Although he would find it hard shaking off the “junkie” image that the American tabloid press gave him, Gene Krupa got his career back on track thanks to the jazz impresario Norman Granz, who featured the drummer at his groundbreaking Jazz At The Philharmonic concerts, which began in 1944. Later, in the 1950s, Krupa’s career flourished at Granz’s Clef and Verve labels, where the recently developed 33 1⁄3 rpm long-playing record allowed the drummer to deliver extended performances that reflected how he played in a live setting.
The high point of Krupa’s tenure with Verve was the 1956 big band album Drummer Man – Gene Krupa In Highest FI, which reunited him with O’Day and Eldridge. Together they cut new versions of the three previously mentioned classic tunes they had taken into the charts in 1941. Other highlights were “Boogie Blues,” garnished with O’Day’s smoky vocals, and “Leave Us Leap,” a crackling Count Basie-influenced number that highlighted Krupa’s ability to drive a band with a high octane rhythmic fluency.
Such was Krupa’s fame in the 50s that he appeared in several Hollywood movies, including two biopics, The Glenn Miller Story and The Benny Goodman Story, where he played himself. He even saw himself portrayed on the silver screen by actor Sal Mineo in the 1959 movie The Gene Krupa Story, whose memorable tagline was “He hammered out the savage tempo of the jazz era!”
The epic drum battles
No introduction to the best Gene Krupa songs would be complete without mentioning some sensational tracks that resulted from his collaborations with fellow drum maven, Buddy Rich. Krupa’s first album to feature the New York tub thumper was The Drum Battle, his debut LP for music mogul Norman Granz’s Clef label in 1952. It was recorded live at Carnegie Hall as part of Granz’s Jazz At The Philharmonic events, and features Rich on the title track. The tune is a furious barrage of percussive exchanges between the two drummers, where their thunderous press rolls, seismic tom-tom detonations, and explosive cymbal crashes elicit cheers and screams from the watching crowd.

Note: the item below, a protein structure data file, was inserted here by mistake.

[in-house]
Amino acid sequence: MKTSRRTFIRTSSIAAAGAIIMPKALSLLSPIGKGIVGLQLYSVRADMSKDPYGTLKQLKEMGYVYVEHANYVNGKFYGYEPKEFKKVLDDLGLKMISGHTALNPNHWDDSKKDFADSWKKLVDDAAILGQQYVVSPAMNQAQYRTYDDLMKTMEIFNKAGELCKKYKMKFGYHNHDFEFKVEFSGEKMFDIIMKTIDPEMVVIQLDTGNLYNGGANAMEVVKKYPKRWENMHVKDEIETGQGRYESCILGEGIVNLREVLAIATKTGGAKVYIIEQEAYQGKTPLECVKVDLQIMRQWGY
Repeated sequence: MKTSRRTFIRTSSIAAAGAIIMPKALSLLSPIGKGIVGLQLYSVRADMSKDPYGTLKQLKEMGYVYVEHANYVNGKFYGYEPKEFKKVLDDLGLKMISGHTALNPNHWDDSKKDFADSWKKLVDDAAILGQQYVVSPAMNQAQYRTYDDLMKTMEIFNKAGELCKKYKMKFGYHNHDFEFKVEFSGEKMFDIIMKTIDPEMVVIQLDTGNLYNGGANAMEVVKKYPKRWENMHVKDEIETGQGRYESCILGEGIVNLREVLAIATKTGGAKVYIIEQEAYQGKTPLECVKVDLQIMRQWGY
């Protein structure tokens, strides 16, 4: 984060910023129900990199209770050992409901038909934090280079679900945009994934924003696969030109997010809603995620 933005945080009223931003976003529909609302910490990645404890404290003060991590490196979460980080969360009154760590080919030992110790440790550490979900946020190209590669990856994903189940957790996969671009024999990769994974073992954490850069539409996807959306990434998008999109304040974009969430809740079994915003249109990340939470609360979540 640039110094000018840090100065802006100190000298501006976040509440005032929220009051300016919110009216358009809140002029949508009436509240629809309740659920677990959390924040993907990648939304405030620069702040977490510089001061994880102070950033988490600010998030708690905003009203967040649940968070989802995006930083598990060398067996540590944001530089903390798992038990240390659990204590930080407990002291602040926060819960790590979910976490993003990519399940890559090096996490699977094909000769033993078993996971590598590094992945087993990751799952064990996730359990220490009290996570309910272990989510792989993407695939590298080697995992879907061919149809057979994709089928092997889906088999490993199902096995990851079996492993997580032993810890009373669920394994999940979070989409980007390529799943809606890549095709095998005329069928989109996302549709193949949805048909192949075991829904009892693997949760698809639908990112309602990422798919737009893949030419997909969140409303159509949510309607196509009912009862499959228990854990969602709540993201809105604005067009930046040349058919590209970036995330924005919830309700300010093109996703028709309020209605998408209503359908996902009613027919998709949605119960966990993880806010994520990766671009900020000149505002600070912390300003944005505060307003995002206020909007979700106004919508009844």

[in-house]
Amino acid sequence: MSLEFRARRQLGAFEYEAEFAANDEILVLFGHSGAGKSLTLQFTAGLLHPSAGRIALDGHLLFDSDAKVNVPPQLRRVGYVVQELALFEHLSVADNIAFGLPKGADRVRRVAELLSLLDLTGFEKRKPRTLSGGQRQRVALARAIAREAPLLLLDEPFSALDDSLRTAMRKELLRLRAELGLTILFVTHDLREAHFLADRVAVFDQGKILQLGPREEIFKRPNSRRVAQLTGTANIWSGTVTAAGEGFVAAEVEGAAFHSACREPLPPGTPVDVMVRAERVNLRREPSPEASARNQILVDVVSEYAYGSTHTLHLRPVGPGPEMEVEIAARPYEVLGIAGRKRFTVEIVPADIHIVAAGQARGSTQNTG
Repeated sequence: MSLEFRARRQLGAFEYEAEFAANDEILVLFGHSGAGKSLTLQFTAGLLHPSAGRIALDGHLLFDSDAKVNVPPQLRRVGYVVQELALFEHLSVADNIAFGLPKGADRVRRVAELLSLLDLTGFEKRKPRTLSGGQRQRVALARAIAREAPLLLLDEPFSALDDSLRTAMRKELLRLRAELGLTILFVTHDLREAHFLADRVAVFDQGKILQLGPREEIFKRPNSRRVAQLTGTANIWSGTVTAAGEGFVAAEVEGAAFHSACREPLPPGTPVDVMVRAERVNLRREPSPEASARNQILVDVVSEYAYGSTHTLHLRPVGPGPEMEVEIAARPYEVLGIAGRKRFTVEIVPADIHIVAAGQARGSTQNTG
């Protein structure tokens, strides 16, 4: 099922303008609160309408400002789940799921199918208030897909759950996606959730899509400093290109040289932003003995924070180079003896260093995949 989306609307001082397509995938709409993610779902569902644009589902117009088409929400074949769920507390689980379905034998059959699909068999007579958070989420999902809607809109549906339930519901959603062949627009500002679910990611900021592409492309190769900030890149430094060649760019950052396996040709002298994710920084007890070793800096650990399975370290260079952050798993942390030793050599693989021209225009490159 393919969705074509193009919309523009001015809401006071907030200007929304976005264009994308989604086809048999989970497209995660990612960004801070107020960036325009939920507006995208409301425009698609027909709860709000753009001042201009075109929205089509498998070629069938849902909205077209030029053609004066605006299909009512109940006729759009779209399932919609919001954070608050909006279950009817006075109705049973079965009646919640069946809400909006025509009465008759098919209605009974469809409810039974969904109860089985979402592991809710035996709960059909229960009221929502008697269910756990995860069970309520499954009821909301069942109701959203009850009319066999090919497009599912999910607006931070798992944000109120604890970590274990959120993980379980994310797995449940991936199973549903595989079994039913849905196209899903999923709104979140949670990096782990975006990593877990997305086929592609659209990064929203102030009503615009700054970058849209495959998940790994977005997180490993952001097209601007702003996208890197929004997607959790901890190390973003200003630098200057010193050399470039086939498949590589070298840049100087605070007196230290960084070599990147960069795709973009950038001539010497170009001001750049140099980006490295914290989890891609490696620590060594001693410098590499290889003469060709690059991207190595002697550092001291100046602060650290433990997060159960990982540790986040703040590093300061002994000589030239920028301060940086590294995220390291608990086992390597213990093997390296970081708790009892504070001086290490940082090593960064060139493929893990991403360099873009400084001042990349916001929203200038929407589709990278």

The next recording Krupa and Rich made was 1956’s Krupa And Rich, their first studio endeavor together, which yielded an electrifying duel on “Bernie’s Tune.” After a tense, six-minute hail of percussive crossfire defined by ricocheting paradiddles, a swing-driven song emerges, featuring the Oscar Peterson Trio augmented with hornblowers Dizzy Gillespie and Roy Eldridge. From the same album, Krupa played without Rich on “Gene’s Blues,” displaying his skill in driving the band with his forceful swing rhythms.
The pair’s final studio collaboration was arguably their most satisfying together: a rip-roaring big band album from 1962 called Burnin’ Beat, which contained incendiary versions of Count Basie’s “Jumpin’ At The Woodside” and Duke Ellington‘s “It Don’t Mean A Thing (If It Ain’t Got That Swing.”
After Burnin’ Beat, Krupa, who suffered from ill-health in the last decade of his life, only recorded three more albums, his final one coming in 1972, the year before his death at the age of 64. By then, he was a bonafide legend even though the swing music he had helped popularize was a distant memory. But the concept of the flamboyant drum solo that he had patented back in the 1930s was taken up by a new generation of virtuosic, hard-hitting rock drummers like Led Zeppelin’s John Bonham and The Who’s Keith Moon.
A key contributor in establishing the composition of the drum set, Gene Krupa, with his blend of speed, skill, energy, and stamina, etched the blueprint for the modern drummer. Though he’s long gone, his influence lives on.